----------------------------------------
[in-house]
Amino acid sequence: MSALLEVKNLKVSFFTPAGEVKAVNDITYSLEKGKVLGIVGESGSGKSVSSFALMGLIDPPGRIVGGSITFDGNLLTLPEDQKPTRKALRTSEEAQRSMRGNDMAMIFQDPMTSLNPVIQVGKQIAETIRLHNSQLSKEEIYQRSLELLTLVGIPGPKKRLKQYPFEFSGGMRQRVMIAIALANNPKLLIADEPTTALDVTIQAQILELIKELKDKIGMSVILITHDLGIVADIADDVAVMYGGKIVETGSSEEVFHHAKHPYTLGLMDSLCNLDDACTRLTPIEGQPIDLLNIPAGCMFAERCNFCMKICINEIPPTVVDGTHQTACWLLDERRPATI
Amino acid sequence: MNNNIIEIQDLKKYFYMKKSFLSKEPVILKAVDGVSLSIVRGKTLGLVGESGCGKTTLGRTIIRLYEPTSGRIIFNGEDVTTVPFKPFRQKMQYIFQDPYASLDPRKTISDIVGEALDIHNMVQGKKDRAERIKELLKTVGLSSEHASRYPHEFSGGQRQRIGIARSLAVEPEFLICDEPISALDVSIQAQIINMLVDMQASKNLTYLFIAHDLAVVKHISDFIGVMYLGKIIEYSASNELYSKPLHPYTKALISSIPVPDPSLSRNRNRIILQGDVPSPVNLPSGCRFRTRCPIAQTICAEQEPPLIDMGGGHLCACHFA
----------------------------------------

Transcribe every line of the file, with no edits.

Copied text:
[in-house]
Amino acid sequence: MSALLEVKNLKVSFFTPAGEVKAVNDITYSLEKGKVLGIVGESGSGKSVSSFALMGLIDPPGRIVGGSITFDGNLLTLPEDQKPTRKALRTSEEAQRSMRGNDMAMIFQDPMTSLNPVIQVGKQIAETIRLHNSQLSKEEIYQRSLELLTLVGIPGPKKRLKQYPFEFSGGMRQRVMIAIALANNPKLLIADEPTTALDVTIQAQILELIKELKDKIGMSVILITHDLGIVADIADDVAVMYGGKIVETGSSEEVFHHAKHPYTLGLMDSLCNLDDACTRLTPIEGQPIDLLNIPAGCMFAERCNFCMKICINEIPPTVVDGTHQTACWLLDERRPATI
Amino acid sequence: MNNNIIEIQDLKKYFYMKKSFLSKEPVILKAVDGVSLSIVRGKTLGLVGESGCGKTTLGRTIIRLYEPTSGRIIFNGEDVTTVPFKPFRQKMQYIFQDPYASLDPRKTISDIVGEALDIHNMVQGKKDRAERIKELLKTVGLSSEHASRYPHEFSGGQRQRIGIARSLAVEPEFLICDEPISALDVSIQAQIINMLVDMQASKNLTYLFIAHDLAVVKHISDFIGVMYLGKIIEYSASNELYSKPLHPYTKALISSIPVPDPSLSRNRNRIILQGDVPSPVNLPSGCRFRTRCPIAQTICAEQEPPLIDMGGGHLCACHFA